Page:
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Maj. Gen. George B. McClellan

Nov. 7, 1862, marked a beginning and an end for the Army of the Potomac. It marked the beginning of the Fredericksburg Campaign, and it marked the end of George B. McCellan's tenure as the army's commander.

„Little Mac,š as his men affectionately called him, had taken command of the Union‚s largest army more than a year earlier, in August 1861, following its defeat at Bull Run. Over the next eight months he had trained and reorganized the army, fashioning it into a formidable weapon. But McClellan soon demonstrated that he was more skilled at creating an army than in leading one.

In a weeklong series of battles known collectively as the Seven Days, he had allowed his army to be driven back from the gates of Richmond by a much smaller Confederate army led by General Robert E. Lee. When Lee then moved north into Maryland, McClellan headed him off Antietam Creek, near the town of Sharpsburg.

In the single bloodiest day of fighting in American history, „Little Macš forced Lee‚s army to return to Virginia.

McClellan believed he had saved the Union. Upon closer inspection, however, it appeared that he had not so much saved the Union as he had squandered an opportunity to destroy the Southern army.

At Antietam, Lee was heavily outnumbered and had his back to the Potomac River, making retreat difficult. Had he been more aggressive, McClellan could have smashed Lee's army and brought a quick end to the war.

But, unfortunately for the Union, McClellan was a cautious man. Slow, sure movements were his way; bold risks and fast marches ran counter to his nature. At the heart of his caution was the unshakable belief that the Confederate army outnumbered him by at least two to one.

No matter that reliable intelligence sources placed the number of Confederate soldiers at barely half his strength: McClellan continued to believe that he was heavily outnumbered. And an outnumbered general should not take chances.

And so he continued to plod along, loved by his troops but doing little to end the war. That brought him into conflict with President Abraham Lincoln. Lincoln needed fighting generals that would bring the war to a speedy conclusion, and McClellan simply would not fight.

Week after week, the president prodded his idle general to advance and engage the enemy, and week after week „Little Macš put him off, stubbornly refusing to risk his army in battle. The president tried to reason with the general.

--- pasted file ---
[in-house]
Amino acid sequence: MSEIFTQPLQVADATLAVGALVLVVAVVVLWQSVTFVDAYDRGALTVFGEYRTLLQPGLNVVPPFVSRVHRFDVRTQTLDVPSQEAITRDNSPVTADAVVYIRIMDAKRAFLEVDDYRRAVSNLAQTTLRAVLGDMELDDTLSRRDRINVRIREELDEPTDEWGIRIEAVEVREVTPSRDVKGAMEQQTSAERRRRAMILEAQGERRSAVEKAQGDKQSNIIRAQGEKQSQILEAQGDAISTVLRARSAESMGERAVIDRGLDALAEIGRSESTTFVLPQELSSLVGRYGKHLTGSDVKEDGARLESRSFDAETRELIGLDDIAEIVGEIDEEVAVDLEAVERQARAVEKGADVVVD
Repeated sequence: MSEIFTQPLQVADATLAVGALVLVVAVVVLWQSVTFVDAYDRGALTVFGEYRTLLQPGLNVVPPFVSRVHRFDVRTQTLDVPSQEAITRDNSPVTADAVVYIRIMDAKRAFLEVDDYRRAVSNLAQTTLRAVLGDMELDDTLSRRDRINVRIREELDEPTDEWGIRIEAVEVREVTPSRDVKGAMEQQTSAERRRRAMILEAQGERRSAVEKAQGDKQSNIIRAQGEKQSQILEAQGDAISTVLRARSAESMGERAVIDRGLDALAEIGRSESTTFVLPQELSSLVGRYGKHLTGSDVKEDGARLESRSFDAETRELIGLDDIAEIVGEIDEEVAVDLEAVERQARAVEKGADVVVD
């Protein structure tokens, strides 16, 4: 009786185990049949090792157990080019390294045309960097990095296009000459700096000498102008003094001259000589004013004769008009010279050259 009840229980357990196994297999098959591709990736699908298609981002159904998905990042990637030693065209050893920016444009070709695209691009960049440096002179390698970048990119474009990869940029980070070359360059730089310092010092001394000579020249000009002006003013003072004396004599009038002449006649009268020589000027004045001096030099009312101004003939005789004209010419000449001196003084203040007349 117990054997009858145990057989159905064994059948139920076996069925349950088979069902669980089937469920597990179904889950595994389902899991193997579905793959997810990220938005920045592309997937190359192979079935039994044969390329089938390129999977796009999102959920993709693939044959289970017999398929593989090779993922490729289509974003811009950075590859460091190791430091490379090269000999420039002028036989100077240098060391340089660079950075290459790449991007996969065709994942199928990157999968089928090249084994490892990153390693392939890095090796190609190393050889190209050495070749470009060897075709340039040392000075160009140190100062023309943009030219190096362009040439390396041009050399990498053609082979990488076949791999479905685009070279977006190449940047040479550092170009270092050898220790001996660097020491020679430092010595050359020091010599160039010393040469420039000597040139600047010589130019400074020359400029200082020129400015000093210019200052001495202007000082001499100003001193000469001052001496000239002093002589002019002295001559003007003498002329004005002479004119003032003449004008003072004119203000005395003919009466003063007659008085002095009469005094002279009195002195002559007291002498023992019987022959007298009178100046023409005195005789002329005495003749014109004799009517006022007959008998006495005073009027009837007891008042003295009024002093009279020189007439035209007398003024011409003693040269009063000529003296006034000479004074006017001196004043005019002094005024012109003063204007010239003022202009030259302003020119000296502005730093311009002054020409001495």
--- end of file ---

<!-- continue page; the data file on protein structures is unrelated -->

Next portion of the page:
„Are you not over-cautious when you assume that you can not do what the enemy is constantly doing?š he asked. „Should you not claim to be at least his equal in prowess, and act upon the claim?š

The president urged McClellan to stick close to the rebels and look for a chance to strike. „I would press closely to him, fight him if a favorable opportunity should present, and, at least, try to beat him to Richmond on the inside track. I say őtry‚; if we never try, we shall never succeed.š

Still, McClellan refused to budge. In an effort to prod the general into action, Lincoln paid him a personal visit. The meeting only left the president more frustrated than before. As he was returning to Washington, he gazed back upon the sea of white tents stretched out below him.

Turning to an acquaintance, Lincoln asked, „Do you know what this is?š

„It is the Army of the Potomac,š the man replied, a bit puzzled.

„So it is called,š Lincoln replied, „but that is a mistake; it is only McClellan‚s bodyguard.š

The president's patience was clearly wearing thin. When yet another month passed without a battle, Lincoln determined to rid himself of the popular general once and for all.

On Nov. 7, he sent a War Department official, Gen. Catharinus P. Buckingham, to the army with orders relieving McClellan of command and appointing Gen. Ambrose E. Burnside in his place.

McClellan took the news calmly. He viewed the situation as merely temporary. When Burnside failed (as McClellan was sure he would) and the Confederate army was threatening Washington, the administration would beg for him to return. Until then, he would bide his time.

McClellan formally transferred command of the army to Burnside on Nov. 9, 1862. The news echoed through the army like a thunderclap. McClellan had been like a father to the soldiers, and news of his dismissal elicited strong emotion.

Some officers resigned their commissions in protest; others called on McClellan to resist the order, march on Washington and set up a military dictatorship. To his credit, the general refused to countenance such action and relinquished the command peacefully. McClellan's parting message to his army reflected his affection for his men.

„In parting from you I cannot express the love and gratitude I bear to you. As an army you have grown up under my care ... The battles you have fought under my command will proudly live in our Nation's history. The glory you have achieved, our mutual perils and fatigues, the graves of our comrades fallen in battle and by disease, the broken forms of those whom wounds and sickness have disabled -- the strongest associations which can exist among men -- unite us still by an indissoluble tie. Farewell!"

Before departing for his home in New Jersey, the general held one last review of his beloved army. As he rode along the broad ranks of men, the soldiers cheered and threw their hats in the air. Others expressed their love by shedding tears. No one who experienced the scene was unmoved. „We have just come in from a funeral,š wrote one officerš -- the funeral of departed hopes. „A more sorrowful time I have never seen in the army than just now.š

-Don Pfanz